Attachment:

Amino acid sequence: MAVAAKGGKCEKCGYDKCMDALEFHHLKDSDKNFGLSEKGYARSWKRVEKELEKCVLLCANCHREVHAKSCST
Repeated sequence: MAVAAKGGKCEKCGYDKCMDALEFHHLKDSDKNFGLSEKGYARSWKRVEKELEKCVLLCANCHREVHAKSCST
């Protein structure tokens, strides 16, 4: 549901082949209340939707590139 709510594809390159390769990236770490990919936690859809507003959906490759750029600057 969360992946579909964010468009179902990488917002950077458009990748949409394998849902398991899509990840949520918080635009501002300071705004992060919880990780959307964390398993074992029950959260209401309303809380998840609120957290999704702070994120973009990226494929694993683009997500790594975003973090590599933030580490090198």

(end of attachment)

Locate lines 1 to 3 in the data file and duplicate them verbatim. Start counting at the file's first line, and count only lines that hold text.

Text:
Amino acid sequence: MAVAAKGGKCEKCGYDKCMDALEFHHLKDSDKNFGLSEKGYARSWKRVEKELEKCVLLCANCHREVHAKSCST
Repeated sequence: MAVAAKGGKCEKCGYDKCMDALEFHHLKDSDKNFGLSEKGYARSWKRVEKELEKCVLLCANCHREVHAKSCST
């Protein structure tokens, strides 16, 4: 549901082949209340939707590139 709510594809390159390769990236770490990919936690859809507003959906490759750029600057 969360992946579909964010468009179902990488917002950077458009990748949409394998849902398991899509990840949520918080635009501002300071705004992060919880990780959307964390398993074992029950959260209401309303809380998840609120957290999704702070994120973009990226494929694993683009997500790594975003973090590599933030580490090198």